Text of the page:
Lebanon: Probe Into Beirut Port Blast Once Again Halted
By Arab News
By Najia Houssari
The judge leading the investigation into the Beirut port blast has been forced to halt his inquiry for the second time in two weeks.
Tarek Bitar was notified on Tuesday by the Lebanese Civil Court of Cassation of a new dismissal case submitted by defendants, former ministers, and current MPs Ali Hassan Khalil and Ghazi Zeaiter.
Bitar got the call five minutes after issuing an arrest warrant in absentia for Lebanon’s former finance minister, Khalil, who failed to appear for questioning on Tuesday. Khalil does not currently have immunity, which means he could be arrested.
Politicians accused of “negligence and causing the death and injury of hundreds of people” in the devastating explosion have made numerous requests for Bitar to be removed from the probe in an attempt to evade questioning before Oct. 19, when they regain immunity once Parliament reconvenes.
On Monday, Khalil and Zeaiter submitted a request for Bitar’s dismissal before the Fifth Chamber of the Civil Court of Cassation, but the chamber’s chief judge, Jeannette Hanna, rejected it on the grounds of “lack of jurisdiction.”
Later the same day the MPs submitted a further request to the First Chamber of the Civil Court of Cassation and a decision is expected from its chief judge, Naji Eid, on Wednesday. A judicial source said Eid would most probably follow suit with Hanna.
Khalil and Zeaiter had previously filed a similar plea before the Civil Court of Appeals, but that too was thrown out by the chief judge, Nassib Elia, on Oct. 4.
Bitar had been due to quiz Zeaiter and former minister Nohad Machnouk on Wednesday and the go-ahead for the session now hinges on the Civil Court of Cassation’s ruling on Zeaiter and Khalil’s request.
Lebanon’s former state prosecutor, Judge Hatem Madi, told Arab News he had been dismayed by the “many requests to dismiss Bitar,” adding that there was “an exaggeration and abuse of the rights granted by law.”
He said: “We have never had a similar scenario happen with any other judge in the history of the judiciary. I think that Bitar is doing his duty correctly, and no one has the right to know what is happening in the investigation. Not even the president of the republic has the right to ask Bitar to know the course and content of the investigation.
“Politicians are accusing Bitar of being politicized because they have no other argument; they have nothing to say about his work.
“The pressures exerted on Bitar mean that none of the judges will agree to investigate the crime after him. He is the second investigator to be pressured to stop his inquiry after the first investigator Judge Fadi Sawan was removed. But at the end of the day, the investigation continues,” Madi added.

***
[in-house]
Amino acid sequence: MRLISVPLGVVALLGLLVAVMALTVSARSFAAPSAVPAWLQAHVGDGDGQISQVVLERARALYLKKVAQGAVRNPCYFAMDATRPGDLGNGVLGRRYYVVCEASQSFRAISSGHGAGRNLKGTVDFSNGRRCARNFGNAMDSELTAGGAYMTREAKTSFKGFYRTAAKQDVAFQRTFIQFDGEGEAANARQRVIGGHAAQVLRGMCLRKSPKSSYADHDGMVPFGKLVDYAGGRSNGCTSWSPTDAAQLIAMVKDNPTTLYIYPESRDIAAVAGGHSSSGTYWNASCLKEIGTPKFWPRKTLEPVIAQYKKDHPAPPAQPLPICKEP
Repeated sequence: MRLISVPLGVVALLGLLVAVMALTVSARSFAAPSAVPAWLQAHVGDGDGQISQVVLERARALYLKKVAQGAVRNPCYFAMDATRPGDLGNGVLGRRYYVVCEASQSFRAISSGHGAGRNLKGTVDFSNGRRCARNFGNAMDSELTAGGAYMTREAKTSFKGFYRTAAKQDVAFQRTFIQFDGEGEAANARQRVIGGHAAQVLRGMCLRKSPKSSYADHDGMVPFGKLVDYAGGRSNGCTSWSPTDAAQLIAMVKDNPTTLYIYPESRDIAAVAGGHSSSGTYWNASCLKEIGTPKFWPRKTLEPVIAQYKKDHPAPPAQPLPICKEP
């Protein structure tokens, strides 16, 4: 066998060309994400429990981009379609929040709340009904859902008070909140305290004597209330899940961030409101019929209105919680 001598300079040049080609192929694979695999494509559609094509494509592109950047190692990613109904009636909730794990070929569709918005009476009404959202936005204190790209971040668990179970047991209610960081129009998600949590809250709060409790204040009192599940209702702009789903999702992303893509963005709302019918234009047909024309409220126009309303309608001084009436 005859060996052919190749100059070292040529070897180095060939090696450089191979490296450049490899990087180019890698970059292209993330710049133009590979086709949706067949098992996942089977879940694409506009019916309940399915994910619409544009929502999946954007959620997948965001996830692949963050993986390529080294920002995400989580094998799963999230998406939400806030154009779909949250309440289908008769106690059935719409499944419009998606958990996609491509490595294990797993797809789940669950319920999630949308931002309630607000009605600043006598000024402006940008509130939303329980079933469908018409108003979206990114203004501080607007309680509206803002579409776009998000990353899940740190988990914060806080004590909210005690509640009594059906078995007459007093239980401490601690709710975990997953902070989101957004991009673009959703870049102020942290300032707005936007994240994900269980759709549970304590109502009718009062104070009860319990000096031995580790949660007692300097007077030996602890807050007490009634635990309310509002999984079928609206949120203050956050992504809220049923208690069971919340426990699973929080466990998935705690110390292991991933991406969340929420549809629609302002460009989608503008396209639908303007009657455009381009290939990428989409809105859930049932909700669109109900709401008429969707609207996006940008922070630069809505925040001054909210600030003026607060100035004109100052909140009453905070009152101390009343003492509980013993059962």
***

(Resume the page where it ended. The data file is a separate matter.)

On why some of the defendants in the inquiry had failed to appear for questioning, Madi said: “If they are certain they are innocent, they ought to appear before Bitar; their rights are preserved, and their lawyers can always be present.
“Part of the campaign against Bitar may be caused by his performance, such as his failure to listen so far to President Michel Aoun, who said that he knew about the ammonium nitrates 10 days before the explosion.
“It could also be the fact that he is yet to charge all the ministers of public works who were in office throughout the seven years during which these hazardous materials were stored at Beirut port. The requests to remove Bitar are unfair to him. This must end,” he added.
Hezbollah has now entered an open confrontation with the judiciary, particularly since Wafiq Safa, the head of Hezbollah’s Liaison and Coordination Unit, threatened to “uproot Bitar” from his position.
On Monday, Hezbollah Secretary-General Hassan Nasrallah accused Bitar of “implementing a political agenda and exploiting the blood of martyrs.” He claimed that he “relies on discretion,” and warned of “a great disaster in the country should Bitar continue like this.”
In an address to the Supreme Judicial Council, Nasrallah said: “What is happening has nothing to do with justice or the law, and it must take action to resolve this. If the Supreme Judicial Council fails to do so, the Cabinet should resolve the issue. We are speaking on behalf of a large segment of this country, and it is our right that you answer us.”
He added that it was the judges who had permitted the unloading of the ammonium nitrate shipment at the docks in the first place.
“Just as judges can only be tried before the Supreme Judicial Council, presidents and ministers should only be tried before the Supreme Council for the trial of presidents and ministers,” he added.
On Tuesday, the Lebanese Ministry of Interior for the second time refused to give permission to prosecute the director general of general security, Maj. Gen. Abbas Ibrahim, while the Supreme Defense Council also blocked a similar bid to bring a case against the director general of state security, Maj. Gen. Tony Saliba.
Meanwhile, head of the Tripoli Bar Association, Mohammed Al-Murad, said: “Judicial order is the first condition for restoring the state’s stature, so politicians and non-politicians ought to stop interfering in it. The judiciary is not an arena for plotting or settling accounts, and it is not a means of power.”